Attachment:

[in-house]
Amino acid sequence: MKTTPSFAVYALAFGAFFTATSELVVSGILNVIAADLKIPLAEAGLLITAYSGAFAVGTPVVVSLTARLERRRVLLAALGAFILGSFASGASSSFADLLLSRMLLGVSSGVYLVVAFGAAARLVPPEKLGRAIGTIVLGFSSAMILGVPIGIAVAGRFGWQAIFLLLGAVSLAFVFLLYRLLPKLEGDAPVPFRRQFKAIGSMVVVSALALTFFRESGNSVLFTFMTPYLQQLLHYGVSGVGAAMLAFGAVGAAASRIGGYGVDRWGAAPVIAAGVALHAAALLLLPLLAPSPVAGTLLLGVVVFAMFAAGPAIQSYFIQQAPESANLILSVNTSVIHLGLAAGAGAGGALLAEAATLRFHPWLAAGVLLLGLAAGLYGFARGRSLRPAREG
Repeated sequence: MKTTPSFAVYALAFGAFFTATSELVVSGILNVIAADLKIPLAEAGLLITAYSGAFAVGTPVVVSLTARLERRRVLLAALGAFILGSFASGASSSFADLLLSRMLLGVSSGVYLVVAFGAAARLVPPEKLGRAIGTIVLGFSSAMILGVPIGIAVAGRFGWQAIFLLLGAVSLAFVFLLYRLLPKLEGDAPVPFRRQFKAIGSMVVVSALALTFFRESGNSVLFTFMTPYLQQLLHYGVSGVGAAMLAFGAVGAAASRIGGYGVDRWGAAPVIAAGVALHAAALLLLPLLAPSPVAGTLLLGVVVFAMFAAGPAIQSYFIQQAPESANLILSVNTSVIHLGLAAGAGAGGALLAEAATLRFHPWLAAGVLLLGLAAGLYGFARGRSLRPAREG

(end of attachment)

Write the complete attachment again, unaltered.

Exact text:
[in-house]
Amino acid sequence: MKTTPSFAVYALAFGAFFTATSELVVSGILNVIAADLKIPLAEAGLLITAYSGAFAVGTPVVVSLTARLERRRVLLAALGAFILGSFASGASSSFADLLLSRMLLGVSSGVYLVVAFGAAARLVPPEKLGRAIGTIVLGFSSAMILGVPIGIAVAGRFGWQAIFLLLGAVSLAFVFLLYRLLPKLEGDAPVPFRRQFKAIGSMVVVSALALTFFRESGNSVLFTFMTPYLQQLLHYGVSGVGAAMLAFGAVGAAASRIGGYGVDRWGAAPVIAAGVALHAAALLLLPLLAPSPVAGTLLLGVVVFAMFAAGPAIQSYFIQQAPESANLILSVNTSVIHLGLAAGAGAGGALLAEAATLRFHPWLAAGVLLLGLAAGLYGFARGRSLRPAREG
Repeated sequence: MKTTPSFAVYALAFGAFFTATSELVVSGILNVIAADLKIPLAEAGLLITAYSGAFAVGTPVVVSLTARLERRRVLLAALGAFILGSFASGASSSFADLLLSRMLLGVSSGVYLVVAFGAAARLVPPEKLGRAIGTIVLGFSSAMILGVPIGIAVAGRFGWQAIFLLLGAVSLAFVFLLYRLLPKLEGDAPVPFRRQFKAIGSMVVVSALALTFFRESGNSVLFTFMTPYLQQLLHYGVSGVGAAMLAFGAVGAAASRIGGYGVDRWGAAPVIAAGVALHAAALLLLPLLAPSPVAGTLLLGVVVFAMFAAGPAIQSYFIQQAPESANLILSVNTSVIHLGLAAGAGAGGALLAEAATLRFHPWLAAGVLLLGLAAGLYGFARGRSLRPAREG